When trade federation Cosatu holds its national conference next week, one of the items on the agenda will be the election of a general secretary to replace Zwelinzima Vavi, who was expelled earlier this year.
The conference is important as Cosatu has suffered a membership drop from 2.1 million last year to 1.8 million at present as a result of metal union Numsa’s expulsion and the National Union of Mineworkers shedding members.
Acting Cosatu general secretary Bheki Ntshalintshali should be the obvious successor, and has the support of some national office bearers, but his bid is unlikely to be smooth sailing.
There is strong lobbying for second deputy president Zingiswa Losi to become the first woman to take over the powerful position of general secretary.
But Cosatu leaders are also worried that a bitter contest between the two could cause further fractures in Cosatu – something that the federation wants to avoid.
When she was expelled from Numsa, Losi was immediately catapulted to police union Popcru, even though she was not a Popcru member, to ensure that she did not lose her deputy presidency.
Ntshalintshali was Vavi’s deputy, but there are questions about his abilities as a leader, and concerns have been raised that he lacks public charm and charisma.
To cover his tracks, those who support him want to elect a “younger and more militant” candidate as his deputy.
Deputy general secretary of Denosa Oscar Phaka is said to be the favourite and has been earmarked to be his right-hand man.
Furthermore, the SA Democratic Teachers’ Union (Sadtu) is said to be divided over whether to lose its general secretary Mugwena Maluleke.
A dark horse is Cosatu’s regional secretary in North West, Solly Phetoe. It’s understood that Phetoe could get massive support from Vavi’s supporters in Cosatu, although that could also be to his detriment.
The former taxi owner became a unionist in 1981, serving as a shop steward for Chemical Workers’ Industrial Union (CWIU) at Sasol. He was elected deputy general secretary of the CWIU in 1994, but left for the UK a year later to study. He returned in 1996 and was part of talks that led to the formation of the Chemical, Energy, Paper, Printing, Wood and Allied Workers’ Union in 1999 (a merger between CWIU and other industrial unions). That same year, Ntshalintshali became Cosatu’s organising secretary.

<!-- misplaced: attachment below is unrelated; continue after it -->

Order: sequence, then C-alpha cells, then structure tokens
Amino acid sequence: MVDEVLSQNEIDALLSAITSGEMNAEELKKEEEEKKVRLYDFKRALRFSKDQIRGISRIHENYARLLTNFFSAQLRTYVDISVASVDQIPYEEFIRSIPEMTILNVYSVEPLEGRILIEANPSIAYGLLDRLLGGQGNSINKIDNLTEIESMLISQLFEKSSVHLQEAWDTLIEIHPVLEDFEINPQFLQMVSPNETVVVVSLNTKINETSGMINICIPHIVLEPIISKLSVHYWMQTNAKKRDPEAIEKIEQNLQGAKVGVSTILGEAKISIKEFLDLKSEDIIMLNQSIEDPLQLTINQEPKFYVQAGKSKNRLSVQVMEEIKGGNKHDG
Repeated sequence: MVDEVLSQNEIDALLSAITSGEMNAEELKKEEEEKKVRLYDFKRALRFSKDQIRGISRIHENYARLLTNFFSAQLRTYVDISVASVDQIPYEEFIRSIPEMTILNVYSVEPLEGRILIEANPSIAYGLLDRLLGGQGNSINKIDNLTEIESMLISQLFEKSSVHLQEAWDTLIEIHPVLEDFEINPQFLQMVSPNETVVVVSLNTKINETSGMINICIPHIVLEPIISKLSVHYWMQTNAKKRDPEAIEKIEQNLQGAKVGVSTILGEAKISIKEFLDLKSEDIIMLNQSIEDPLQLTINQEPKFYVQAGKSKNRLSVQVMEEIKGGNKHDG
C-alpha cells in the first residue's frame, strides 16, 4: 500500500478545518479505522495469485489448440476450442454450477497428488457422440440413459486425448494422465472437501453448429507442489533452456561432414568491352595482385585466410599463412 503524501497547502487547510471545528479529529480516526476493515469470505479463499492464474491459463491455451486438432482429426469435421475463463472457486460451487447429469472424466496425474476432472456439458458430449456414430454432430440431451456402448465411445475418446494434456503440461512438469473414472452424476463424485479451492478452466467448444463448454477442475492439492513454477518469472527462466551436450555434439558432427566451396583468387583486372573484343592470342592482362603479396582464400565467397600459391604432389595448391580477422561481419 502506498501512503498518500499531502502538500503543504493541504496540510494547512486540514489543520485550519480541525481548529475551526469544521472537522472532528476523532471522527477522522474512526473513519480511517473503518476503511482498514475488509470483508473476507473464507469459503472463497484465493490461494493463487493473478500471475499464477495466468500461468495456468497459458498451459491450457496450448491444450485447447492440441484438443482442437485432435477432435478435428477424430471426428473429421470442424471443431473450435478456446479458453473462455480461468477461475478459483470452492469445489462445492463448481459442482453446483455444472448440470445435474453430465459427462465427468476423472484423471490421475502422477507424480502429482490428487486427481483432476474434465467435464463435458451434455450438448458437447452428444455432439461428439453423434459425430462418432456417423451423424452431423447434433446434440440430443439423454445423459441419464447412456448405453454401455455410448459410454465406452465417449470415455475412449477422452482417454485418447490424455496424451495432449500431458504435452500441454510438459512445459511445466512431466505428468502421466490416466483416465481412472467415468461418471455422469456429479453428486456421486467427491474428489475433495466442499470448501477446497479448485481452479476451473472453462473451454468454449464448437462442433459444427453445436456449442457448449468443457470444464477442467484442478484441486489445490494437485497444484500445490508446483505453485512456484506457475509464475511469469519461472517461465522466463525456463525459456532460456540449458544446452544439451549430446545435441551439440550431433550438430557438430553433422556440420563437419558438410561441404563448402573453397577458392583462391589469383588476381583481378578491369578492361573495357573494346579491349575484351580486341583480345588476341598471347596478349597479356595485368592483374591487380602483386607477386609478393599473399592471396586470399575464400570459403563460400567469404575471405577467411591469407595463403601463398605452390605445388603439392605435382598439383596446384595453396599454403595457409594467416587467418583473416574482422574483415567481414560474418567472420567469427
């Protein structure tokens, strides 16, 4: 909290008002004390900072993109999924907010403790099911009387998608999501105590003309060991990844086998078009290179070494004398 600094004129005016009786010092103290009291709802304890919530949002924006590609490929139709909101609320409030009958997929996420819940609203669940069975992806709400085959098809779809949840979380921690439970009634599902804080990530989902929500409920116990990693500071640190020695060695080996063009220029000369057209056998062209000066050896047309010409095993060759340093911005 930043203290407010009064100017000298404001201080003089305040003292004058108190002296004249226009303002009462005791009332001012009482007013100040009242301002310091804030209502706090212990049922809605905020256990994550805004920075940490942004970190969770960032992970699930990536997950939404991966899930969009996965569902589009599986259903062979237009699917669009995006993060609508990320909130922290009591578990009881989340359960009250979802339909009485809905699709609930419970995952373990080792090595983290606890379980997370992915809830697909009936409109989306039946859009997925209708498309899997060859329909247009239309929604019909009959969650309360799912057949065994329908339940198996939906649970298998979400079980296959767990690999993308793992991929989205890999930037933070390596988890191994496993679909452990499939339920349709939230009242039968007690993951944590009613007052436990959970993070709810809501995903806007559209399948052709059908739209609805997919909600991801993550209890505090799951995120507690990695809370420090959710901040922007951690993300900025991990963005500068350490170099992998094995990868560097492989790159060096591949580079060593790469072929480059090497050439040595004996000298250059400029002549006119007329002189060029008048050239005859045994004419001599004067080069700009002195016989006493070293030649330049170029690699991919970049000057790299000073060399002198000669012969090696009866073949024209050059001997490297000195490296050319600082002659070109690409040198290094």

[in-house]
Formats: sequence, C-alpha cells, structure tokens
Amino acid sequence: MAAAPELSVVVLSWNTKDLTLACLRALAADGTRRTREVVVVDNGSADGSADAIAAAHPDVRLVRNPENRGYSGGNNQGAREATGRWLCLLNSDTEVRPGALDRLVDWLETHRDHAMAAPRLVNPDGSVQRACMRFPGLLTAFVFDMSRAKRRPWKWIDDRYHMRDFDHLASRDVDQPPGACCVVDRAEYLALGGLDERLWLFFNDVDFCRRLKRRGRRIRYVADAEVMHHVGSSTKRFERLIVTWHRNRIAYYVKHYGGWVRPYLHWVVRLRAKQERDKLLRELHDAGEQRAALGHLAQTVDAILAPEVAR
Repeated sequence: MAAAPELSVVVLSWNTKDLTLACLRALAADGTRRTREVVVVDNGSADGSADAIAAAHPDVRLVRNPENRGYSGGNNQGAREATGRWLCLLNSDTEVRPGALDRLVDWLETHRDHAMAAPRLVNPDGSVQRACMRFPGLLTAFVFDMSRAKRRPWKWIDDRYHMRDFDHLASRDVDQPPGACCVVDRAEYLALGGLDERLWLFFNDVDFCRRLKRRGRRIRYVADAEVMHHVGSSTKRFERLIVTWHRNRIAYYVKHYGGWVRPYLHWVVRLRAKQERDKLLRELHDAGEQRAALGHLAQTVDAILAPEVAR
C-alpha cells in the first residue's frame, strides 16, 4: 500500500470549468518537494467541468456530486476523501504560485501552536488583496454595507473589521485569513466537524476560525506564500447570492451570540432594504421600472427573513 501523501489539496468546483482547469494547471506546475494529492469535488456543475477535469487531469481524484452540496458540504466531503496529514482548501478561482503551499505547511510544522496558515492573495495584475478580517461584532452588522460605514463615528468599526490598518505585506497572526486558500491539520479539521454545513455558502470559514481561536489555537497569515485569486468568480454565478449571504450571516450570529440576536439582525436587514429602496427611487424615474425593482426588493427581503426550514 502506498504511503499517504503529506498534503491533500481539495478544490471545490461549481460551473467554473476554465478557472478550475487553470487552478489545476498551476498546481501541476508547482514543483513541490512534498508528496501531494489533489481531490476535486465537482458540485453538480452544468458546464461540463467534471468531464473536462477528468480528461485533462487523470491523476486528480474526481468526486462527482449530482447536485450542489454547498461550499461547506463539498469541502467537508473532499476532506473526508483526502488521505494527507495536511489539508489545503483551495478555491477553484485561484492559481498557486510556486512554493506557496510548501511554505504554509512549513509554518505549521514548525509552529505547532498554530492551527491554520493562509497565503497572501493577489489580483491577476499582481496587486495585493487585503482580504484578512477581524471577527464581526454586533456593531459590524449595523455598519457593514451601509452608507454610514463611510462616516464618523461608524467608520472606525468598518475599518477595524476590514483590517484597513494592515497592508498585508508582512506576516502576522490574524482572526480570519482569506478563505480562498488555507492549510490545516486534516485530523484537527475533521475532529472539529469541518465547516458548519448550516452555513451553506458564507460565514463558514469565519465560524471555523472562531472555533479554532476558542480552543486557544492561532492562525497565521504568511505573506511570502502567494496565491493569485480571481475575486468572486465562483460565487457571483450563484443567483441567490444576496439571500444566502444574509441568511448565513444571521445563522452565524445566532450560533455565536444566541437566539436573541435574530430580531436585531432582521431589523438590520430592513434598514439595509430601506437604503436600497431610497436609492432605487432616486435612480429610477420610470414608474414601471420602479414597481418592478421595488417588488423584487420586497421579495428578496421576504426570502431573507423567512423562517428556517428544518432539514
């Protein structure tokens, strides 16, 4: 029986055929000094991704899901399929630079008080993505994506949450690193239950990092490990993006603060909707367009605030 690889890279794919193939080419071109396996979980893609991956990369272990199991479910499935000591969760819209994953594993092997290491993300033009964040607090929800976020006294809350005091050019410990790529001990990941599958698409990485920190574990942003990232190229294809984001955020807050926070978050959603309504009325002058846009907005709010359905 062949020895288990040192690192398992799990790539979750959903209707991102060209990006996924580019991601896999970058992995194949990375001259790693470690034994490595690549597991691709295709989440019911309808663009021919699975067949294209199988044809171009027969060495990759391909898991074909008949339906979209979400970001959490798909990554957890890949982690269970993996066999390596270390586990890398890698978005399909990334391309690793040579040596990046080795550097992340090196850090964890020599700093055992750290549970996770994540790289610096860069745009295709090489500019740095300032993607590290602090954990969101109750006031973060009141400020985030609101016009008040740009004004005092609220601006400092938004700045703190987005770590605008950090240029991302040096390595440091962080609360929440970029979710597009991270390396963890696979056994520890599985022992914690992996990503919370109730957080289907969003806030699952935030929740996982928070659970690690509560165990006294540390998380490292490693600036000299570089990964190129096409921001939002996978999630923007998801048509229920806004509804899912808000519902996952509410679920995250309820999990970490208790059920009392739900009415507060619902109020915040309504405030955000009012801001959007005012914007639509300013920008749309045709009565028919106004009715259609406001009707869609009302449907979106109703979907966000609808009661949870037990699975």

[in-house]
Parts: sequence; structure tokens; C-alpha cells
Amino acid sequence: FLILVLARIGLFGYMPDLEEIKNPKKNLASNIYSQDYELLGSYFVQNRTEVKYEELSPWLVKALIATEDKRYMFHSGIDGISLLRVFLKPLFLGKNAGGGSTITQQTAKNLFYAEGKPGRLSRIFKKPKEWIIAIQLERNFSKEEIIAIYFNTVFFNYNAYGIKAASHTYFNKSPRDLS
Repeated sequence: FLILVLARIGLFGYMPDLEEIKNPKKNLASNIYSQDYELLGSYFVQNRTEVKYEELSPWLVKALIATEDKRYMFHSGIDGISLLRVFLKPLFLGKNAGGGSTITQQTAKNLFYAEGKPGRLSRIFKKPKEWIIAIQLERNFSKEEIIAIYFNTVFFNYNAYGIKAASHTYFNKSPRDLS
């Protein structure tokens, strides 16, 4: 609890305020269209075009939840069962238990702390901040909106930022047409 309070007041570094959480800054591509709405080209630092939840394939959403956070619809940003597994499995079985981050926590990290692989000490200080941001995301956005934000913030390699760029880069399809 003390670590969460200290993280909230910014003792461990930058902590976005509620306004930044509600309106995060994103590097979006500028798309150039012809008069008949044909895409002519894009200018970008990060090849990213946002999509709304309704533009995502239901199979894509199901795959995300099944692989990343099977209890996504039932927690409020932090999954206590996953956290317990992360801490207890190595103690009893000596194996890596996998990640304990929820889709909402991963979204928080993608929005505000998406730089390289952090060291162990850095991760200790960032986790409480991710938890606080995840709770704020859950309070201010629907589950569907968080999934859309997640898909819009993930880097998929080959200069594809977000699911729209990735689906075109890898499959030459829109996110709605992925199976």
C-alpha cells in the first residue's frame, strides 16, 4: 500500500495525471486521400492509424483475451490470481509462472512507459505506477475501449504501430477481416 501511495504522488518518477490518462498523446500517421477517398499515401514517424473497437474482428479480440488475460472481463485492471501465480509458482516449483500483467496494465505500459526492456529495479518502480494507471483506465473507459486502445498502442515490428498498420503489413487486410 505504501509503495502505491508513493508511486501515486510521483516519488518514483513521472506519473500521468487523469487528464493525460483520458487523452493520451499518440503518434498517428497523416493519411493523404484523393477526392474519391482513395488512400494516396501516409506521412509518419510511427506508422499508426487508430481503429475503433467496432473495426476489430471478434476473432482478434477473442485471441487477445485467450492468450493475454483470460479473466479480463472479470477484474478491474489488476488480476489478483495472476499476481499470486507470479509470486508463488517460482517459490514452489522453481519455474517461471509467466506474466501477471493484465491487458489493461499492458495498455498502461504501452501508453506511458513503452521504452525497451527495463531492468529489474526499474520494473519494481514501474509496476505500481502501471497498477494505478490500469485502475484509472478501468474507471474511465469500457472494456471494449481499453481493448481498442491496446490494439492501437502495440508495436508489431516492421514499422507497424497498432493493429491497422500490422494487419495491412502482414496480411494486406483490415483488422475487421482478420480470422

Losi, a trained soldier, cut her teeth in politics at Cosatu while she was still at school. After serving for three years in the army, she resigned and became a became a shop steward for Numsa when she got a job at car manufacturer Ford in Port Elizabeth. She was elected into the leadership structure of Cosatu in 2012 as second deputy president.
The former Democratic Nursing Organisation of SA (Denosa) provincial secretary in North West is a surprise inclusion. There was talk that a group within Denosa (from KwaZulu-Natal and Gauteng) were not happy about the prospects of him being parachuted to the national office. However, the fighting seems to have died down. Phaka has been vehemently opposed to his union forming part of the nine unions that are fighting for Numsa and Vavi to be reinstated.
The former teacher and principal has been a member of Sadtu since its inception in 1990 and has worked as the deputy secretary of Sadtu in Gauteng. He later became the national treasurer at the union – a position he held for 10 years. In 2009, he was elected as the general secretary at the National General Council.
The Cosatu North West provincial secretary became active as a unionist in 1983, and was a shop steward for the Metal and Allied Workers’ Union, which later merged with other unions to give birth to Numsa in 1987. In 2000, he resigned as Numsa shop steward and was then an organiser for Sadtu in North West. He has been a champion of farm workers in North West, mostly opposing evictions.